TL;DR: In this article, an inverted pendulum is simulated as a control task with the goal of learning to balance the pendulum with no a priori knowledge of the dynamics, and reinforcement and temporal-difference learning methods are presented that deal with these issues to avoid unstable conditions.
Abstract: An inverted pendulum is simulated as a control task with the goal of learning to balance the pendulum with no a priori knowledge of the dynamics. In contrast to other applications of neural networks to the inverted pendulum task, performance feedback is assumed to be unavailable on each step, appearing only as a failure signal when the pendulum falls or reaches the bounds of a horizontal track. To solve this task, the controller must deal with issues of delayed performance evaluation, learning under uncertainty, and the learning of nonlinear functions. Reinforcement and temporal-difference learning methods are presented that deal with these issues to avoid unstable conditions and balance the pendulum. >
TL;DR: This article explores the use of scalar and multivariate autoregressive (AR) models to extract features from the human electroencephalogram (EEG) with which mental tasks can be discriminated, and investigates the feasibility of using EEG to allow paralyzed persons to control a device such as a wheelchair.
Abstract: This article explores the use of scalar and multivariate autoregressive (AR) models to extract features from the human electroencephalogram (EEG) with which mental tasks can be discriminated. This is part of a larger project to investigate the feasibility of using EEG to allow paralyzed persons to control a device such as a wheelchair. EEG signals from four subjects were recorded while they performed two mental tasks. Quarter-second windows of six-channel EEG were transformed into four different representations: scalar AR model coefficients, multivariate AR coefficients, eigenvalues of a correlation matrix, and the Karhunen-Loeve transform of the multivariate AR coefficients. Feature vectors defined by these representations were classified with a standard, feedforward neural network trained via the error backpropagation algorithm. The four representations produced similar results, with the multivariate AR coefficients performing slightly better and more consistently with an average classification accuracy of 91.4% on novel, untrained, EEG signals.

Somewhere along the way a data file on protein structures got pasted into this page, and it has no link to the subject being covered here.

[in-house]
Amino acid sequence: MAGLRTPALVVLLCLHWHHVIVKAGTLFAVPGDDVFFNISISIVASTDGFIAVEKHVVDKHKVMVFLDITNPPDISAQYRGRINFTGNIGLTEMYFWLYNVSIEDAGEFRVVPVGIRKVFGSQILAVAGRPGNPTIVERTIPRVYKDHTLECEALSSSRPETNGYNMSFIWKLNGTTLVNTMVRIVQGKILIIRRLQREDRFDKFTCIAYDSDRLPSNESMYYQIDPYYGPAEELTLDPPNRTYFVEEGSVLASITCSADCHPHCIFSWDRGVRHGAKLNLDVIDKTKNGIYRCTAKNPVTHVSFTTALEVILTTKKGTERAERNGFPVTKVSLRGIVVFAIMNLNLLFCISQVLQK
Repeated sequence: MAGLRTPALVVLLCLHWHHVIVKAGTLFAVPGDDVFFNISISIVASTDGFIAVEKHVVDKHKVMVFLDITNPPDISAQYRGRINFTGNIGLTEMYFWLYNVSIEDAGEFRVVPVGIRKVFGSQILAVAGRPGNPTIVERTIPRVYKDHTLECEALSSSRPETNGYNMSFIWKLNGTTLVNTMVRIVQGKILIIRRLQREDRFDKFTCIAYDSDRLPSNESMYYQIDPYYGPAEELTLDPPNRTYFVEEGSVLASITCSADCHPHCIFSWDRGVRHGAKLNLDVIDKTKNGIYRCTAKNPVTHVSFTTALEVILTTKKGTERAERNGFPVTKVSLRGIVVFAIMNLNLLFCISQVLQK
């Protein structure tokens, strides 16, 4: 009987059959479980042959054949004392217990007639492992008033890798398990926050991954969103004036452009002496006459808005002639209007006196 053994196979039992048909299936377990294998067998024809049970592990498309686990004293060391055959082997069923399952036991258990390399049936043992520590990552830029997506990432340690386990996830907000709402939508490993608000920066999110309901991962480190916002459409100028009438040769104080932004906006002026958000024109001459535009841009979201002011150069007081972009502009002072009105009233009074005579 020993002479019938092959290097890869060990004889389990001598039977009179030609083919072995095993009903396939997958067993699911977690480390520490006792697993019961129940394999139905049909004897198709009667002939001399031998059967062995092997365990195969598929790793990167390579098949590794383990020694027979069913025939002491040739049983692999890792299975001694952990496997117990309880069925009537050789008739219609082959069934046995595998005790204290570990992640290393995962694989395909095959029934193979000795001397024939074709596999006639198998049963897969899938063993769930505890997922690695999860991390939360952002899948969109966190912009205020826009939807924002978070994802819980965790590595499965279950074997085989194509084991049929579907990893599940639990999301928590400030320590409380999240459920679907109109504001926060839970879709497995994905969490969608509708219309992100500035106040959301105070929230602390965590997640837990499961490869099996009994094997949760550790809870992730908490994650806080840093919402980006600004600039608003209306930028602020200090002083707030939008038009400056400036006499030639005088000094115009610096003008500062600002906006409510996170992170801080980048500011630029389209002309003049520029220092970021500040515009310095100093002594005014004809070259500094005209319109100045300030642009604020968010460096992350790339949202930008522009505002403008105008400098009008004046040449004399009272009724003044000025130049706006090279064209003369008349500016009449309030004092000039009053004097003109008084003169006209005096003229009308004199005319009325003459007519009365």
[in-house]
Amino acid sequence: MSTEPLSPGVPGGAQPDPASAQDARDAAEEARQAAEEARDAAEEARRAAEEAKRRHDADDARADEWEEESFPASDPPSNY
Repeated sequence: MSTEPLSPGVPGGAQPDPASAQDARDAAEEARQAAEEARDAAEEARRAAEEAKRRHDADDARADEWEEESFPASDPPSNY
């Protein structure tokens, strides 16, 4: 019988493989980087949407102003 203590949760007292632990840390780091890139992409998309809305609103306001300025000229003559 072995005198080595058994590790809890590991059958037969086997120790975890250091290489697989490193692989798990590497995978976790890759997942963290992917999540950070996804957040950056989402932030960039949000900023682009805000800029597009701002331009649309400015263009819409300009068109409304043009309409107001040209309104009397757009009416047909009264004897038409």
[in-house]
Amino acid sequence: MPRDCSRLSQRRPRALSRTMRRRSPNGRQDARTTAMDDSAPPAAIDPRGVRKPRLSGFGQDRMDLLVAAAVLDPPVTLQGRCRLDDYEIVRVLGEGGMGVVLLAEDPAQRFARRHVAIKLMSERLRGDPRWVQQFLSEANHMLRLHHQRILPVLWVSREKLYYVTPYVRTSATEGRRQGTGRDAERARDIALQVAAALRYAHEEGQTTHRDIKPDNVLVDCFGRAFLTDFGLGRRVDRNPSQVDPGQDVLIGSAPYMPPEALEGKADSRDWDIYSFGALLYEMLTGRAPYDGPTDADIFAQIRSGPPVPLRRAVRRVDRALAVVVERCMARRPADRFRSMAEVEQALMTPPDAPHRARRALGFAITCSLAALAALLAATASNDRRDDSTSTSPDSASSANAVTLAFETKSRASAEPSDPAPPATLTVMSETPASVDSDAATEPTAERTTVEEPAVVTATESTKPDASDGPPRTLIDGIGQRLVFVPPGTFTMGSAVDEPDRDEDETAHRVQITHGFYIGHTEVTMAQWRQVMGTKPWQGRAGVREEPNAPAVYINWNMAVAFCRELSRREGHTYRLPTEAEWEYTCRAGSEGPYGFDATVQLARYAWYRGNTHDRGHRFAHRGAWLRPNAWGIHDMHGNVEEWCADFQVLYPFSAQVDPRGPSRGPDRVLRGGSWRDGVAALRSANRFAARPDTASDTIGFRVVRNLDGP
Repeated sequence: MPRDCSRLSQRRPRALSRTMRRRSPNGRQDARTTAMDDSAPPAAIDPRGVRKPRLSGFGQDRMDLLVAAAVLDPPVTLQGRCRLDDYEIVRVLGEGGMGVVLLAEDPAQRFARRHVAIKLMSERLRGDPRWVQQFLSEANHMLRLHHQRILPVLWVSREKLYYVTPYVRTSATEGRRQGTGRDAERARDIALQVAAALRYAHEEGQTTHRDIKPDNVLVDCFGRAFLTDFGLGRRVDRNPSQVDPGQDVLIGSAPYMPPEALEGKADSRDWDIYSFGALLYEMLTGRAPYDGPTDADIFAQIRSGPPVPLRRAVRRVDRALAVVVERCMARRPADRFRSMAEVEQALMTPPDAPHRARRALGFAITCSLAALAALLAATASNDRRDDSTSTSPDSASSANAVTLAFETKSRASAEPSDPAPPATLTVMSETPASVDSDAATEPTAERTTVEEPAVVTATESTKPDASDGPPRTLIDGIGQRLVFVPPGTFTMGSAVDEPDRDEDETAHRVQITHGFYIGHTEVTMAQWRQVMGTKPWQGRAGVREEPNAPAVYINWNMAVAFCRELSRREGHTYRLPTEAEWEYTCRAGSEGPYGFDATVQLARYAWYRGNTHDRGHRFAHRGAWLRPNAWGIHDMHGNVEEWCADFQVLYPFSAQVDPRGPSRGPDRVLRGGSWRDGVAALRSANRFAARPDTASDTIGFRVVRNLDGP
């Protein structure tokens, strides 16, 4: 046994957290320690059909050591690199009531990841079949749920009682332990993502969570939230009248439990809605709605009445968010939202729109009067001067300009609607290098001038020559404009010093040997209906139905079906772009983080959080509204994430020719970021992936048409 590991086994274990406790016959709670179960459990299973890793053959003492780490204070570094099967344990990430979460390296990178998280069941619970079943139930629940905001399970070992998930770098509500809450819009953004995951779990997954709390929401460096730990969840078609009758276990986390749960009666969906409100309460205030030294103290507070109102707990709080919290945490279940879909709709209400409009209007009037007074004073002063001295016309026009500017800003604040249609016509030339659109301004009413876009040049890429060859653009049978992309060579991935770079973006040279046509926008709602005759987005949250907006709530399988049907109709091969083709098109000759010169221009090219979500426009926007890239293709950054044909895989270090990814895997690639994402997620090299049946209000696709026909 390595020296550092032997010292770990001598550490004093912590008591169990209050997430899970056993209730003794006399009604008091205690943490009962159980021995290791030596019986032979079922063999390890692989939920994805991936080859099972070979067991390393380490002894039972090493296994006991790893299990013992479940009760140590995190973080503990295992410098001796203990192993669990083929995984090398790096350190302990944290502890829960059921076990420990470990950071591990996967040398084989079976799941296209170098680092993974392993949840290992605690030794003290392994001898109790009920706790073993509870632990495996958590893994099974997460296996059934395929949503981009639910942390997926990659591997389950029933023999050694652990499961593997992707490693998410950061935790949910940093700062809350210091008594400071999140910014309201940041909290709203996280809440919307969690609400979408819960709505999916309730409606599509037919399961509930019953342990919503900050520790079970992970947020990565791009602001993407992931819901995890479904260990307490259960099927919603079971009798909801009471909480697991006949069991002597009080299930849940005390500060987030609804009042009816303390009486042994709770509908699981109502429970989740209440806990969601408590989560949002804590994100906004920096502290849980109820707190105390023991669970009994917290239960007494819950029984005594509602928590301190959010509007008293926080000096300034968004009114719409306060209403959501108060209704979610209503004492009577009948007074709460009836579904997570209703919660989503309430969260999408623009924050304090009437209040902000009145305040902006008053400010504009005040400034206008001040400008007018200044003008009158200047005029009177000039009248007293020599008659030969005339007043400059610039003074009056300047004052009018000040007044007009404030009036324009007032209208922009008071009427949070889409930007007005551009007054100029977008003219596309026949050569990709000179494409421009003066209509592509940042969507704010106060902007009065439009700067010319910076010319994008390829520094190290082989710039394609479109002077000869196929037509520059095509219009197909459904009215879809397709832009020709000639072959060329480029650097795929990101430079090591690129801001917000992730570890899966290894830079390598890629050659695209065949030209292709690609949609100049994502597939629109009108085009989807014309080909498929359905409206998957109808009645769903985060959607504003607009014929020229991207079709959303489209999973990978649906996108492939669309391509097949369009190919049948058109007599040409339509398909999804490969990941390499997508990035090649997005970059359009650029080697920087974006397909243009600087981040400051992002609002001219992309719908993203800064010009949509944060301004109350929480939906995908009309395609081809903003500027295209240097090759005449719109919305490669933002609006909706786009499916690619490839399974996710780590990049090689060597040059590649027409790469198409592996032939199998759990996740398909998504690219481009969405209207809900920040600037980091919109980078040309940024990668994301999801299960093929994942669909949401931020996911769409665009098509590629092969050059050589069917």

••28 Jul 2003
TL;DR: Overall, it was agreed that simplicity is generally best and, therefore, the use of linear methods is recommended wherever possible and nonlinear methods in some applications can provide better results, particularly with complex and/or other very large data sets.